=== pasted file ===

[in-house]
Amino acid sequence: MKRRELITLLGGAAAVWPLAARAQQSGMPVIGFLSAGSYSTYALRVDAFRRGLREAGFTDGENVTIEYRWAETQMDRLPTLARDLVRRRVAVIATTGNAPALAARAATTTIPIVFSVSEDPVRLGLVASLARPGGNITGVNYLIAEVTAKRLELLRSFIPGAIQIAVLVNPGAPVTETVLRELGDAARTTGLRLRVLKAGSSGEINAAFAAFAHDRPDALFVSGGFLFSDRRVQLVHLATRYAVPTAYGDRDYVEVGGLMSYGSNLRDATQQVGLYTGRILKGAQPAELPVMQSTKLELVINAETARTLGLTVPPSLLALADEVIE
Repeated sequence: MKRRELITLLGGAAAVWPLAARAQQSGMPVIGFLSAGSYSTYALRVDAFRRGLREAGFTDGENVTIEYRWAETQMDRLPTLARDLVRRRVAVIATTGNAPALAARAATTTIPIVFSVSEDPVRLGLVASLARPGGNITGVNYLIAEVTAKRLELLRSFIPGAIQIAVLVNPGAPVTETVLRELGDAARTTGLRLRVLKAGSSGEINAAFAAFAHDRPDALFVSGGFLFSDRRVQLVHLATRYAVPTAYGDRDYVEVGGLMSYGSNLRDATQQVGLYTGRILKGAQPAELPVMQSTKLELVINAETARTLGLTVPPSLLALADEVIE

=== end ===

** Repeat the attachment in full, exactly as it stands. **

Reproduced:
[in-house]
Amino acid sequence: MKRRELITLLGGAAAVWPLAARAQQSGMPVIGFLSAGSYSTYALRVDAFRRGLREAGFTDGENVTIEYRWAETQMDRLPTLARDLVRRRVAVIATTGNAPALAARAATTTIPIVFSVSEDPVRLGLVASLARPGGNITGVNYLIAEVTAKRLELLRSFIPGAIQIAVLVNPGAPVTETVLRELGDAARTTGLRLRVLKAGSSGEINAAFAAFAHDRPDALFVSGGFLFSDRRVQLVHLATRYAVPTAYGDRDYVEVGGLMSYGSNLRDATQQVGLYTGRILKGAQPAELPVMQSTKLELVINAETARTLGLTVPPSLLALADEVIE
Repeated sequence: MKRRELITLLGGAAAVWPLAARAQQSGMPVIGFLSAGSYSTYALRVDAFRRGLREAGFTDGENVTIEYRWAETQMDRLPTLARDLVRRRVAVIATTGNAPALAARAATTTIPIVFSVSEDPVRLGLVASLARPGGNITGVNYLIAEVTAKRLELLRSFIPGAIQIAVLVNPGAPVTETVLRELGDAARTTGLRLRVLKAGSSGEINAAFAAFAHDRPDALFVSGGFLFSDRRVQLVHLATRYAVPTAYGDRDYVEVGGLMSYGSNLRDATQQVGLYTGRILKGAQPAELPVMQSTKLELVINAETARTLGLTVPPSLLALADEVIE